Federal prosecutors in New Jersey today called the case the largest hacking scheme ever prosecuted in the U.S. Justice Department officials said the men were part of a gang run by Albert “Soupnazi” Gonzalez, a hacker arrested in 2008 who is currently serving a 20-year-prison sentence for his role in many of the breaches, including the theft of some 90 million credit cards from retailer TJX.

One of the accused, 27-year-0ld Dmitriy Smilianets, is in U.S. custody. Vladimir Drinkman, 32 of Syktyvkar, Russia, is awaiting extradition to the United States. Three others named in the indictments remain at large, including Aleksandr Kalinin, 26 of St. Petersburg; 32-year-old Roman Kotov from Moscow; and Mikhail Rytikov, 26, of Odessa, Ukraine.

According to the government’s indictment, other high-profile heists tied to this gang include compromises at:

Hannaford Brothers Co: 2007, 4.2 million card numbers

Carrefour S.A.: 2007, 2 million card numbers

Commidea Ltd.: 2008, 30 million card numbers

Euronet: 2010, 2 million card numbers

Visa, Inc.: 2011, 800,000 card numbers

Discover Financial Services: 500,000 Diners card numbers

In addition, the group is being blamed for breaking into and planting malware on the networks of NASDAQ, 7-Eleven, JetBlue, JCPenny, Wet Seal, Dexia, Dow Jones, and Ingenicard.

The hackers broke into their targets using SQL injection attacks, which take advantage of weak server configurations to inject malicious code into the database behind the public-facing Web server. Once inside, the attackers can upload software and siphon data.

The government’s indictment alleges that the thieves were at times overwhelmed by the sheer amount of data yielded by their SQL attacks.  On Aug. 12, 2007, Kalinin allegedly sent Gonzalez  an instant message that he’d just gained access to 30 SQL servers on NASDAQ’s network, but hadn’t yet cracked the administrator passwords that secured the data inside. “These [databases] are hell big and I think most of info is trading histories.” On Jan. 9, 2008, after Gonzalez offered to help attack the trading floor’s computer systems, Kalinin allegedly messaged back, “NASDAQ is owned.”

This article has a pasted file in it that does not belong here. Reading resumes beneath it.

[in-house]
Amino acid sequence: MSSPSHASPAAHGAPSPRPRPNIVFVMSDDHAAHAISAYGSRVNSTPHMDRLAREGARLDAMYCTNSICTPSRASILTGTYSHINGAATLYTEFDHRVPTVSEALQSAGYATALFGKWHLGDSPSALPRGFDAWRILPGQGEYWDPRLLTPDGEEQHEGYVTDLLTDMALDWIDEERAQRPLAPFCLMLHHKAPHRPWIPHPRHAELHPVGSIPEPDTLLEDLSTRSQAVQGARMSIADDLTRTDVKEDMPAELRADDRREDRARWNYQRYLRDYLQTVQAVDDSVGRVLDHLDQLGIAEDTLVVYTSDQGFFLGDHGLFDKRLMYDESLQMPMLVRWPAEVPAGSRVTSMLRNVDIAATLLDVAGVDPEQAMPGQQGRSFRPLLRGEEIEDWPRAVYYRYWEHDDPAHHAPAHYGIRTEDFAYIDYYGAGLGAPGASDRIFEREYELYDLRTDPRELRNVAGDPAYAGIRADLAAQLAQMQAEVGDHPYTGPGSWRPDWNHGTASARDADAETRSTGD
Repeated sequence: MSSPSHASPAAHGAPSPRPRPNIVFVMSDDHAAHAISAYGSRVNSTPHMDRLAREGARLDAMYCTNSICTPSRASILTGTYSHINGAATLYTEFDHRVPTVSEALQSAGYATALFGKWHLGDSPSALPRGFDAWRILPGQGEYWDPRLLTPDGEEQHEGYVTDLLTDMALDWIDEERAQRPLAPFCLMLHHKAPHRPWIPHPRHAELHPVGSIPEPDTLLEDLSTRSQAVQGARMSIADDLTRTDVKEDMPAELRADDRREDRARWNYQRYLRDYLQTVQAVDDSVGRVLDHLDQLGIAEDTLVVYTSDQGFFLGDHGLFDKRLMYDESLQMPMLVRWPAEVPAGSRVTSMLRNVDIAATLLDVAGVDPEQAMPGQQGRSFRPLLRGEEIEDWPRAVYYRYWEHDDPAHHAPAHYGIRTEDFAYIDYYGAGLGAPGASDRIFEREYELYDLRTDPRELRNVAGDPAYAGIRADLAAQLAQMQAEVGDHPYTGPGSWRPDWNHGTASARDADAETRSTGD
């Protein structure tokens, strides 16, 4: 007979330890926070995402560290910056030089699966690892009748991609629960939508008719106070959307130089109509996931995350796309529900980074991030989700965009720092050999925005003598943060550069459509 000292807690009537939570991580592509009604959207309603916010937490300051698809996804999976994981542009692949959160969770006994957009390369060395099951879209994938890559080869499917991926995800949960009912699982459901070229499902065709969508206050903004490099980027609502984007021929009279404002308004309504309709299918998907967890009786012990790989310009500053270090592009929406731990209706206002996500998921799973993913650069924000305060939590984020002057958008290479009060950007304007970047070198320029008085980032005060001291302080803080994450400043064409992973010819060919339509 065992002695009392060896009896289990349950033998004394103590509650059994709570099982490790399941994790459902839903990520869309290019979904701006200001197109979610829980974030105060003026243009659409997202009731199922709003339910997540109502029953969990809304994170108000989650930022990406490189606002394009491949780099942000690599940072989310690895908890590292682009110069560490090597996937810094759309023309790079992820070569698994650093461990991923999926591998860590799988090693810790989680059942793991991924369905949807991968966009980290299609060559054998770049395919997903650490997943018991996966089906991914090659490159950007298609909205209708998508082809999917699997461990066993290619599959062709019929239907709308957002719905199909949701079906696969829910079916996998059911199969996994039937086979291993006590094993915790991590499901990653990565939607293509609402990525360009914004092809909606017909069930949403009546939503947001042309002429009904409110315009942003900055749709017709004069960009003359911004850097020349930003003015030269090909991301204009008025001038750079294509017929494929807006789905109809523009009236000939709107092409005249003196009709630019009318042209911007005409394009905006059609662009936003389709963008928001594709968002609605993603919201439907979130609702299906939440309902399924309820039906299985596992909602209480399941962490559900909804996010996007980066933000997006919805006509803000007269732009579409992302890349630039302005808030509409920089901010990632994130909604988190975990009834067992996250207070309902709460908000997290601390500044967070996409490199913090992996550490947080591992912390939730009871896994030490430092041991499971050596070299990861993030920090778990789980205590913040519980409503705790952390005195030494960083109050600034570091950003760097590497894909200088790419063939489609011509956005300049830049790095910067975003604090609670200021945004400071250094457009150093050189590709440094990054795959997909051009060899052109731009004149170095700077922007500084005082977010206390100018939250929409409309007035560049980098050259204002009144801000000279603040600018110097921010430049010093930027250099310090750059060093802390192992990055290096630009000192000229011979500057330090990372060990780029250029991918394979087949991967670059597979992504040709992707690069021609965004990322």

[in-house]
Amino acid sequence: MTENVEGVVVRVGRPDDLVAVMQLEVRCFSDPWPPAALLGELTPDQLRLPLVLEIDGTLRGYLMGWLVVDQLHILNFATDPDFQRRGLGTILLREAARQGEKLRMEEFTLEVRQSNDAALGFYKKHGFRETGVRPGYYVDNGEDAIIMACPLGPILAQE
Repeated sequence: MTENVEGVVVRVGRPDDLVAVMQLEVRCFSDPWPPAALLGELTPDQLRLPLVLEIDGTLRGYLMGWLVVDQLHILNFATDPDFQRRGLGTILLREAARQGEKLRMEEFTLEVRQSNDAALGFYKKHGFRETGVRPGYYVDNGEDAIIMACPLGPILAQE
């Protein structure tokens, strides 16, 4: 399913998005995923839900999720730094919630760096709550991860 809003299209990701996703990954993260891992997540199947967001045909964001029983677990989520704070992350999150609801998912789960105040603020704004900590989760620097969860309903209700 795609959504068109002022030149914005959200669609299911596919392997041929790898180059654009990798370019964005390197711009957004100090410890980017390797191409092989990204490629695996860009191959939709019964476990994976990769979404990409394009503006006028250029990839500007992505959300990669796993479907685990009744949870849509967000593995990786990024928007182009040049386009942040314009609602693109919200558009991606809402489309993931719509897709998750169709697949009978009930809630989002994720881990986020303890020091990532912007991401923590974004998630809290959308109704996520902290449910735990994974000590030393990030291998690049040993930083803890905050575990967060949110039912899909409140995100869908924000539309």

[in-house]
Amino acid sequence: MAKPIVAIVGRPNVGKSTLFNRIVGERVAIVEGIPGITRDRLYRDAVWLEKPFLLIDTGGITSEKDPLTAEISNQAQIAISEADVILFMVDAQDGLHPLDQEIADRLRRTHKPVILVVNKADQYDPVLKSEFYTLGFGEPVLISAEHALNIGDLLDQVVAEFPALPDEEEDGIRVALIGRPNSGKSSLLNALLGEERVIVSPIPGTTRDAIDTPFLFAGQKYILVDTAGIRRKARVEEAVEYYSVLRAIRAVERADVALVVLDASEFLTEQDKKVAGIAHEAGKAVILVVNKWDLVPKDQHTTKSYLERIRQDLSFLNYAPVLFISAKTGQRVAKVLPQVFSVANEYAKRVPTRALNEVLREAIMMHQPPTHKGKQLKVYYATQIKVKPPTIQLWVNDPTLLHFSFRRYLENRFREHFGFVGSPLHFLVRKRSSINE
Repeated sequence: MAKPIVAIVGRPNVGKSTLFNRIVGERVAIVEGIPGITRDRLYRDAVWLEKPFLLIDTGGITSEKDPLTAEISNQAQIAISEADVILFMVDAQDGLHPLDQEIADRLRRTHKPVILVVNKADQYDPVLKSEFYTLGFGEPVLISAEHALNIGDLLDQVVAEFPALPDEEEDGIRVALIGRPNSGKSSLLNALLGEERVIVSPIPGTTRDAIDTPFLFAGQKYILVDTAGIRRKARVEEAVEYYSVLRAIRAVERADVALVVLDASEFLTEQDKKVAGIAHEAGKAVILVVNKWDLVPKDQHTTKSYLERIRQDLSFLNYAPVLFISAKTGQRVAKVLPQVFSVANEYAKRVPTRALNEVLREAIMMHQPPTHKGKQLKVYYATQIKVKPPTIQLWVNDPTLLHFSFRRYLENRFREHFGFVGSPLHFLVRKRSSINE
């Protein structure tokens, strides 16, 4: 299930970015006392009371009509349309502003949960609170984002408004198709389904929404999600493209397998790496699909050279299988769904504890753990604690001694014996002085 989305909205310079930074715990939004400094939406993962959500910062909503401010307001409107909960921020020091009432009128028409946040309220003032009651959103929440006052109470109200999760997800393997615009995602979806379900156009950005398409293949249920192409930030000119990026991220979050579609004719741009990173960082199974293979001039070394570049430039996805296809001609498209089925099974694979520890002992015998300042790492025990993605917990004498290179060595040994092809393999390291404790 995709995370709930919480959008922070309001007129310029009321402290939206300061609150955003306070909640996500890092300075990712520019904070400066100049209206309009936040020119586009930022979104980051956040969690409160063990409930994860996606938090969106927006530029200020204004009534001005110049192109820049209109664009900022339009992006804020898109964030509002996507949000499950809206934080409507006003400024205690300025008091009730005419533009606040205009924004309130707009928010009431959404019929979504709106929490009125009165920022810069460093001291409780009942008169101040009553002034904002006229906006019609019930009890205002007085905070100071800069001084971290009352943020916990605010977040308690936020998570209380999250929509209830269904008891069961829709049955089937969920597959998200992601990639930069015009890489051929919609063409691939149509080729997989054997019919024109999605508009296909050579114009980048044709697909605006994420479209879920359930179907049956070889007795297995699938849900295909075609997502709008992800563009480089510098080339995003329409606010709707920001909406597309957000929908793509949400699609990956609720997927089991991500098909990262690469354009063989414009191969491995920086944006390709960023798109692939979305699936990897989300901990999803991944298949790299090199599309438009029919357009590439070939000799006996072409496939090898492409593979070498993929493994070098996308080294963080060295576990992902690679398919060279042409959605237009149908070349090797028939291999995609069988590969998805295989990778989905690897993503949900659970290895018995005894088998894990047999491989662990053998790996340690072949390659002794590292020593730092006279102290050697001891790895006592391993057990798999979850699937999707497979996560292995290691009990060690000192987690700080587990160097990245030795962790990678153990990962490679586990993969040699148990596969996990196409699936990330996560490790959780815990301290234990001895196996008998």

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2
Aug 10

Texas Firm Blames Bank for $50,000 Cyber Heist

A business telephone equipment company in Texas is trying to force its bank to settle a liability claim over an attack by organized cyber thieves last year that cost the company $50,000.

Attorneys for Dallas-based Hi-Line Supply Inc. recently convinced a state court to require depositions from officials at Community Bank, Inc. of Rockwall, Texas. Hi-Line requested the sworn statements to learn more about what the bank knew in the time surrounding Aug. 20, 2009, when crooks broke into the company’s online bank accounts and transferred roughly $50,000 to four individuals across the country who had no prior business with Hi-Line.

While the contents of that deposition remain closed under a confidentiality order, Hi-Line’s lawyers say the information gleaned in the interviews shows serious security missteps by Community Bank, and that they are ready to sue if the bank does not offer a settlement.

“In the event Community Bank refuses to resolve this matter, now that we have uncovered some of the information obtained by virtue of the court’s order, Hi-Line intends to assert claims for misrepresentation, violations of the Texas Deceptive Trade Practices Act, fraud, and breach of warranties, among other things,” said Michael Lyons, a partner with the Dallas law firm Deans Lyons.

Hi-Line president Gary Evans said the fraud began on Thursday, Aug. 20, about the same time the company processes its normal $25,000 payroll. After Hi-Line submitted that batch of payments to its bank, the unknown intruders attempted two more transfers of nearly identical amounts on Friday and the following Monday, Aug. 24.